Policy ideas for brave public servants

Any widespread integration of hitchhiking or casual carpooling systems into the transport mix requires a change of public consciousness as much as it does the practical necessities which are easy (as thirty years of Oakland and Bay Area 'hitchhiking' has shown). This may require:
1.  An educational campaign to emphasize the collective physical and mental health benefits of travel as a form of community, set against the ethical issues of knowingly contributing to pollution, early deaths and global heating by pursuing one-person per vehicle motor industry consumer propaganda ideals. ("Wouldn't your journey be more fun if you shared it - and better for everyone else?")
2. Good information about how to re-think work, shopping and leisure needs according to a more sharing transport system, especially in places where geography or existing infrastructure is already advantageous (eg. an arterial road linking a series of towns in a down a narrow valley or on a peninsula). 
3. Emphasis that these are steps to reduce demand and put significant pressure on the oil industry, as well as encouraging a parallel shift in the automobile industry so that it reorganises around repairing existing models, not designing new ones.  Some adaptations to existing models could include the introduction of screens (with intercom systems) such as those used in some taxi fleets, thereby minimising virus transmissions which sharing the road.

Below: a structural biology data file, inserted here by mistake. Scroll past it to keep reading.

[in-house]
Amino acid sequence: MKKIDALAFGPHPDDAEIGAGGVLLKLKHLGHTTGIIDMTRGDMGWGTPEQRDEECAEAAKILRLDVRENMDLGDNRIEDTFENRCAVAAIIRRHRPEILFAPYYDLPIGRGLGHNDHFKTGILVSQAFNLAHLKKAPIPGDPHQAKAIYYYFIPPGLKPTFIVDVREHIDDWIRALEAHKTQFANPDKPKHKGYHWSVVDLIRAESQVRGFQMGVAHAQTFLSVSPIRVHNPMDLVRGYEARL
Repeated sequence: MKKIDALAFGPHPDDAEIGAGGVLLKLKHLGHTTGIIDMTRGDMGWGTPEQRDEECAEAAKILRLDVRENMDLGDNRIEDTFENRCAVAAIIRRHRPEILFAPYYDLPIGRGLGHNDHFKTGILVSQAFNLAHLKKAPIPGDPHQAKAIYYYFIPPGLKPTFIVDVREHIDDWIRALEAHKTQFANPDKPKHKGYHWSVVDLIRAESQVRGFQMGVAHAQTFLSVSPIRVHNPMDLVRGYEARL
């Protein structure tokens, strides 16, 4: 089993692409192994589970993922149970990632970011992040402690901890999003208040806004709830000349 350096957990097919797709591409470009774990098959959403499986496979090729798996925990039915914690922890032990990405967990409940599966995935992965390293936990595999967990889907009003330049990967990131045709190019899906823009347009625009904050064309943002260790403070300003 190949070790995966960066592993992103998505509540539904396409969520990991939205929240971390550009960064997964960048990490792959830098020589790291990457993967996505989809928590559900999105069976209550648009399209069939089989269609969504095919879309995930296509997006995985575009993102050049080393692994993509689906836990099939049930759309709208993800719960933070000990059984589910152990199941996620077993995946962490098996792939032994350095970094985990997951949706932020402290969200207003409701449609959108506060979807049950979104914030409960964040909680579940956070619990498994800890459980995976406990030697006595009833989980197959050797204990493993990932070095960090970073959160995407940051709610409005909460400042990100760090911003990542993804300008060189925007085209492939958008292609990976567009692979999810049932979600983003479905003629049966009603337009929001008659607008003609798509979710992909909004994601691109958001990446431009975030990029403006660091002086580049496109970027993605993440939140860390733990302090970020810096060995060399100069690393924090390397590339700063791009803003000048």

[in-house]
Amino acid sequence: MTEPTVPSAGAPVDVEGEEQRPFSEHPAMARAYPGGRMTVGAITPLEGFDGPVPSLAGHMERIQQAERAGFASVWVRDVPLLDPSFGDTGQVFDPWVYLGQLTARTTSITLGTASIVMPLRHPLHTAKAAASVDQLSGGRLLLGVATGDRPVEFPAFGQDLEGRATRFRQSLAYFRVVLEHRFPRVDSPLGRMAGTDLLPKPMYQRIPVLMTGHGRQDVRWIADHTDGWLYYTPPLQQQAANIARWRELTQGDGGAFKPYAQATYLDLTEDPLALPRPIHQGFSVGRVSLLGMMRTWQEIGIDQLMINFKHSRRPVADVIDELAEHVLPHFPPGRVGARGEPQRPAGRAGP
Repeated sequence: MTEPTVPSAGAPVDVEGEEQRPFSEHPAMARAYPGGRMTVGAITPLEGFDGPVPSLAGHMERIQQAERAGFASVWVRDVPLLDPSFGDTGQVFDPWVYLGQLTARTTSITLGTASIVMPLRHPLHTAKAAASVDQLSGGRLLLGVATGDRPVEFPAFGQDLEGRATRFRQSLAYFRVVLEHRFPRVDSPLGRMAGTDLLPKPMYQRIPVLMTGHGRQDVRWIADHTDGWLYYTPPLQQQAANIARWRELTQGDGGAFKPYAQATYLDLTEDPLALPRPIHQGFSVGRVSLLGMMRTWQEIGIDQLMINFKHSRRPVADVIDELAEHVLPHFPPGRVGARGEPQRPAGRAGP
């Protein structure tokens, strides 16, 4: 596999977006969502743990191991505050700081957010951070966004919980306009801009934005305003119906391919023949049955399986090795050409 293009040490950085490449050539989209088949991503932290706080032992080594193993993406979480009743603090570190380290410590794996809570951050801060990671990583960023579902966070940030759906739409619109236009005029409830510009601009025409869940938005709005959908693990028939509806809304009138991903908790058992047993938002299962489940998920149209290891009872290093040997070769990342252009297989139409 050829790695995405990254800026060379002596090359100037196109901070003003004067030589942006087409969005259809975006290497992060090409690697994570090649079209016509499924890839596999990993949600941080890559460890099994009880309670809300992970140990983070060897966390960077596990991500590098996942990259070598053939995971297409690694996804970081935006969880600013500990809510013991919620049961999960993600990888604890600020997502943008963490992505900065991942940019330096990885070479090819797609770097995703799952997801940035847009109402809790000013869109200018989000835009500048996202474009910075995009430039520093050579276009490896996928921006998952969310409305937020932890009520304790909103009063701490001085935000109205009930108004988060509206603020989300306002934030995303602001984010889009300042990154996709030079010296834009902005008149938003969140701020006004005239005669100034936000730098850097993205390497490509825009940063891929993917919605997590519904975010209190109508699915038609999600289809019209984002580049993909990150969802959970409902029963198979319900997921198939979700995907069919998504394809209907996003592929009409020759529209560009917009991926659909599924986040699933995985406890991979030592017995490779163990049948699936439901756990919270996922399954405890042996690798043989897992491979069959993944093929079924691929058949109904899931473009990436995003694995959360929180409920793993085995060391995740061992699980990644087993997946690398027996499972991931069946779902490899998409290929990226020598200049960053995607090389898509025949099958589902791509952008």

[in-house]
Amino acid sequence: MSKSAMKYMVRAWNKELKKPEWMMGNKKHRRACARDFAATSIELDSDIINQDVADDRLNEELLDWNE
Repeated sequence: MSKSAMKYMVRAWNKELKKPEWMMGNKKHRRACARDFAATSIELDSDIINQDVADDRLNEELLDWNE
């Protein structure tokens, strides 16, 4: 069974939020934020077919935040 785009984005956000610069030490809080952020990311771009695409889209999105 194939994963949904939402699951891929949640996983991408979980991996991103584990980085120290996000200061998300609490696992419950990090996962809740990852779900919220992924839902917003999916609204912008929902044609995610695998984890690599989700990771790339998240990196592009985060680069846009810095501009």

4. Storytelling  helps! Transport mutual aid is more effective when there is cultural knowledge (or capacity) to ensure its continuation through the generations. Sharing examples of when hitchhiking works is part of this process.  


One of many mitfahrbank springing up in Germany (sometimes destination signs are provided)

A few noteworthy examples of hitchhiking and casual carpooling systems

The Canadian Gulf Islands.
There are hitchhiking points and different forms of organised lift giving on Salt Spring, Bowen, Pender and Galiano Islands, with high levels of public support. There have even been 'save our hitchhiking point' protests when  the Provincial government have tried to discourage it.  

The Netherlands has a number of liftshalte (in Amsterdam, Zoetemeer, Gronigon and Utrecht) as well as some where the signage has been withdrawn but the points are still used. See https://hitchwiki.org/en/Liftershalte (accessed 11 March 2020).

Germany and Austria  - There has been an increase of mitfahrbanke 'hitching points' in a number of rural locations, to help alleviate transport poverty and social isolation. Usually a bench or shelter and adjacent to a bus stop to make use of existing pull in spots.

- Kansas. 
An innovative short lived pilot project using an app to facilitate flexible hitchhiking and carpooling options, booked or spontaneous. Included a corporate hitchhiking sign to demonstrate membership in urban contexts.

Eastern Cape, RSA. Hitchhiking is practiced by many including into big cities such as Port Elizabeth and Durban, yet sometimes comes into conflict with taxi companies who feel their business is being stolen, thus leading to forms of intervention and monitoring by the police and transport authorities. Durban has a hitchhiker shelter/art installation at Cato Manor where many hundreds of people thumb every day.